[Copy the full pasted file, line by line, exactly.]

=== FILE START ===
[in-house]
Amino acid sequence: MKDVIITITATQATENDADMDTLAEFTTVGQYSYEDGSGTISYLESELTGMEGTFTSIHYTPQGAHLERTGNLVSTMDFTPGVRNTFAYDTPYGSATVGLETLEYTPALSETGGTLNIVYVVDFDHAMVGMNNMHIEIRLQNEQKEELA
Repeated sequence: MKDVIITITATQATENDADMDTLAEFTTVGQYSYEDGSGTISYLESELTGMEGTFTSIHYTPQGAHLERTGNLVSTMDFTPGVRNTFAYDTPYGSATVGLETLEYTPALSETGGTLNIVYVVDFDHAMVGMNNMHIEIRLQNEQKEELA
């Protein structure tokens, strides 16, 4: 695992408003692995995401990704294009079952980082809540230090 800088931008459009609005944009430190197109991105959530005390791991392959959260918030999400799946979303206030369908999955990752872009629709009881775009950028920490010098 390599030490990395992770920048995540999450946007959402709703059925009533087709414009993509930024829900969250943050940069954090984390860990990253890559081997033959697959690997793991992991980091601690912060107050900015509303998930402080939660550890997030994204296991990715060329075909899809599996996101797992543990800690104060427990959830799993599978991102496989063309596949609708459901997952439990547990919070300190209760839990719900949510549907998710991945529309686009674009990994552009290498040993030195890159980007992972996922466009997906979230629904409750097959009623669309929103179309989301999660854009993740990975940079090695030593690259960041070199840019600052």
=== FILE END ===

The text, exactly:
[in-house]
Amino acid sequence: MKDVIITITATQATENDADMDTLAEFTTVGQYSYEDGSGTISYLESELTGMEGTFTSIHYTPQGAHLERTGNLVSTMDFTPGVRNTFAYDTPYGSATVGLETLEYTPALSETGGTLNIVYVVDFDHAMVGMNNMHIEIRLQNEQKEELA
Repeated sequence: MKDVIITITATQATENDADMDTLAEFTTVGQYSYEDGSGTISYLESELTGMEGTFTSIHYTPQGAHLERTGNLVSTMDFTPGVRNTFAYDTPYGSATVGLETLEYTPALSETGGTLNIVYVVDFDHAMVGMNNMHIEIRLQNEQKEELA
């Protein structure tokens, strides 16, 4: 695992408003692995995401990704294009079952980082809540230090 800088931008459009609005944009430190197109991105959530005390791991392959959260918030999400799946979303206030369908999955990752872009629709009881775009950028920490010098 390599030490990395992770920048995540999450946007959402709703059925009533087709414009993509930024829900969250943050940069954090984390860990990253890559081997033959697959690997793991992991980091601690912060107050900015509303998930402080939660550890997030994204296991990715060329075909899809599996996101797992543990800690104060427990959830799993599978991102496989063309596949609708459901997952439990547990919070300190209760839990719900949510549907998710991945529309686009674009990994552009290498040993030195890159980007992972996922466009997906979230629904409750097959009623669309929103179309989301999660854009993740990975940079090695030593690259960041070199840019600052």